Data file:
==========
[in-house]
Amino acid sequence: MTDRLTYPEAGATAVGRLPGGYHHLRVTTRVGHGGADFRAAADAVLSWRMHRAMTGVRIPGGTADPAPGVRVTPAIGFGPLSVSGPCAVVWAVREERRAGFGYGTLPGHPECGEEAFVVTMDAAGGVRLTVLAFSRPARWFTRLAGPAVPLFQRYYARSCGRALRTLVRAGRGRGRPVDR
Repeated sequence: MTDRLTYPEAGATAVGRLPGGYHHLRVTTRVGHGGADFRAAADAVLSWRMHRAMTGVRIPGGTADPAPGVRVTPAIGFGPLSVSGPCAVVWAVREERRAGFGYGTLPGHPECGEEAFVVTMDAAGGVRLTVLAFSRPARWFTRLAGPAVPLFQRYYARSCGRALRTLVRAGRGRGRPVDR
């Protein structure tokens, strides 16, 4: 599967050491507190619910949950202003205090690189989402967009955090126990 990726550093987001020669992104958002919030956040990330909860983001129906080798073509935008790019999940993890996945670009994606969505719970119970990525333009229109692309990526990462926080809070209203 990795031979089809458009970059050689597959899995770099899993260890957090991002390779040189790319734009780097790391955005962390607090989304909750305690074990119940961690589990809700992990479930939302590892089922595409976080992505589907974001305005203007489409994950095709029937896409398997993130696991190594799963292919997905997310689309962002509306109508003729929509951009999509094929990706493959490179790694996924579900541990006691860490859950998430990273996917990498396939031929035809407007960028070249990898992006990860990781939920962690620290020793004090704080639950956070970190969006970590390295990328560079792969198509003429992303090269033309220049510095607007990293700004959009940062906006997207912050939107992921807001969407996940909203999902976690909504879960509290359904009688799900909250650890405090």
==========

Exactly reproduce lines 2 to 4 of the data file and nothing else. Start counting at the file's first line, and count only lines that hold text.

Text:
Amino acid sequence: MTDRLTYPEAGATAVGRLPGGYHHLRVTTRVGHGGADFRAAADAVLSWRMHRAMTGVRIPGGTADPAPGVRVTPAIGFGPLSVSGPCAVVWAVREERRAGFGYGTLPGHPECGEEAFVVTMDAAGGVRLTVLAFSRPARWFTRLAGPAVPLFQRYYARSCGRALRTLVRAGRGRGRPVDR
Repeated sequence: MTDRLTYPEAGATAVGRLPGGYHHLRVTTRVGHGGADFRAAADAVLSWRMHRAMTGVRIPGGTADPAPGVRVTPAIGFGPLSVSGPCAVVWAVREERRAGFGYGTLPGHPECGEEAFVVTMDAAGGVRLTVLAFSRPARWFTRLAGPAVPLFQRYYARSCGRALRTLVRAGRGRGRPVDR
């Protein structure tokens, strides 16, 4: 599967050491507190619910949950202003205090690189989402967009955090126990 990726550093987001020669992104958002919030956040990330909860983001129906080798073509935008790019999940993890996945670009994606969505719970119970990525333009229109692309990526990462926080809070209203 990795031979089809458009970059050689597959899995770099899993260890957090991002390779040189790319734009780097790391955005962390607090989304909750305690074990119940961690589990809700992990479930939302590892089922595409976080992505589907974001305005203007489409994950095709029937896409398997993130696991190594799963292919997905997310689309962002509306109508003729929509951009999509094929990706493959490179790694996924579900541990006691860490859950998430990273996917990498396939031929035809407007960028070249990898992006990860990781939920962690620290020793004090704080639950956070970190969006970590390295990328560079792969198509003429992303090269033309220049510095607007990293700004959009940062906006997207912050939107992921807001969407996940909203999902976690909504879960509290359904009688799900909250650890405090």